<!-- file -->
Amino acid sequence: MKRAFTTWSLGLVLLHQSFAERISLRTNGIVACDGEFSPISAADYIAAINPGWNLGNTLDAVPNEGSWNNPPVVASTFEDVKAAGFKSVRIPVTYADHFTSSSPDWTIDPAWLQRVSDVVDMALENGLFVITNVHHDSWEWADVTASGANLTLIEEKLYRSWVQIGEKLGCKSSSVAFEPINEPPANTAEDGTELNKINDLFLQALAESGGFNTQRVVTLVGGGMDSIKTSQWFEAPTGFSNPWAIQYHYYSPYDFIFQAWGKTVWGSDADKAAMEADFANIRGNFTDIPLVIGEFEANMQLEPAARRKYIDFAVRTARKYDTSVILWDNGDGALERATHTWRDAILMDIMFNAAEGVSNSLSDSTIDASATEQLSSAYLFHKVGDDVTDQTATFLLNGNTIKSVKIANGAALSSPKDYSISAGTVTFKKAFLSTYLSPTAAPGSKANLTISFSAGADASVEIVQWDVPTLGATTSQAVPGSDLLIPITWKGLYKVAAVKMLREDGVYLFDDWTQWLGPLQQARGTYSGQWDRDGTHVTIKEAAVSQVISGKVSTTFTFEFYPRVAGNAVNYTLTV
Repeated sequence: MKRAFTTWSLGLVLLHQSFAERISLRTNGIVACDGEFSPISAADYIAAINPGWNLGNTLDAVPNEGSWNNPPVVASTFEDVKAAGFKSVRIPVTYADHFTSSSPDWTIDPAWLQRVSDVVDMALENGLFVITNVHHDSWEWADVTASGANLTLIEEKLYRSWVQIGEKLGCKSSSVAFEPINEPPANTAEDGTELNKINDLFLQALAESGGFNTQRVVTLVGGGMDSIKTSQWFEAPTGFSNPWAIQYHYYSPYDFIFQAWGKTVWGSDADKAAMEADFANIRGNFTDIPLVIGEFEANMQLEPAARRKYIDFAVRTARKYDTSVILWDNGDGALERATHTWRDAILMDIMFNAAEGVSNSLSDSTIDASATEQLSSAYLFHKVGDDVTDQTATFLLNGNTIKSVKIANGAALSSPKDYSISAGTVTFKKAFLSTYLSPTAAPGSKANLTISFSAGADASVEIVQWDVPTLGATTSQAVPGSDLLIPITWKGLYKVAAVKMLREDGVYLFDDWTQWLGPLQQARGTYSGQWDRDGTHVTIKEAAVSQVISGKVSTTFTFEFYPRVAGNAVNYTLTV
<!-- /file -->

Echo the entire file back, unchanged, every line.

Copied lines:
Amino acid sequence: MKRAFTTWSLGLVLLHQSFAERISLRTNGIVACDGEFSPISAADYIAAINPGWNLGNTLDAVPNEGSWNNPPVVASTFEDVKAAGFKSVRIPVTYADHFTSSSPDWTIDPAWLQRVSDVVDMALENGLFVITNVHHDSWEWADVTASGANLTLIEEKLYRSWVQIGEKLGCKSSSVAFEPINEPPANTAEDGTELNKINDLFLQALAESGGFNTQRVVTLVGGGMDSIKTSQWFEAPTGFSNPWAIQYHYYSPYDFIFQAWGKTVWGSDADKAAMEADFANIRGNFTDIPLVIGEFEANMQLEPAARRKYIDFAVRTARKYDTSVILWDNGDGALERATHTWRDAILMDIMFNAAEGVSNSLSDSTIDASATEQLSSAYLFHKVGDDVTDQTATFLLNGNTIKSVKIANGAALSSPKDYSISAGTVTFKKAFLSTYLSPTAAPGSKANLTISFSAGADASVEIVQWDVPTLGATTSQAVPGSDLLIPITWKGLYKVAAVKMLREDGVYLFDDWTQWLGPLQQARGTYSGQWDRDGTHVTIKEAAVSQVISGKVSTTFTFEFYPRVAGNAVNYTLTV
Repeated sequence: MKRAFTTWSLGLVLLHQSFAERISLRTNGIVACDGEFSPISAADYIAAINPGWNLGNTLDAVPNEGSWNNPPVVASTFEDVKAAGFKSVRIPVTYADHFTSSSPDWTIDPAWLQRVSDVVDMALENGLFVITNVHHDSWEWADVTASGANLTLIEEKLYRSWVQIGEKLGCKSSSVAFEPINEPPANTAEDGTELNKINDLFLQALAESGGFNTQRVVTLVGGGMDSIKTSQWFEAPTGFSNPWAIQYHYYSPYDFIFQAWGKTVWGSDADKAAMEADFANIRGNFTDIPLVIGEFEANMQLEPAARRKYIDFAVRTARKYDTSVILWDNGDGALERATHTWRDAILMDIMFNAAEGVSNSLSDSTIDASATEQLSSAYLFHKVGDDVTDQTATFLLNGNTIKSVKIANGAALSSPKDYSISAGTVTFKKAFLSTYLSPTAAPGSKANLTISFSAGADASVEIVQWDVPTLGATTSQAVPGSDLLIPITWKGLYKVAAVKMLREDGVYLFDDWTQWLGPLQQARGTYSGQWDRDGTHVTIKEAAVSQVISGKVSTTFTFEFYPRVAGNAVNYTLTV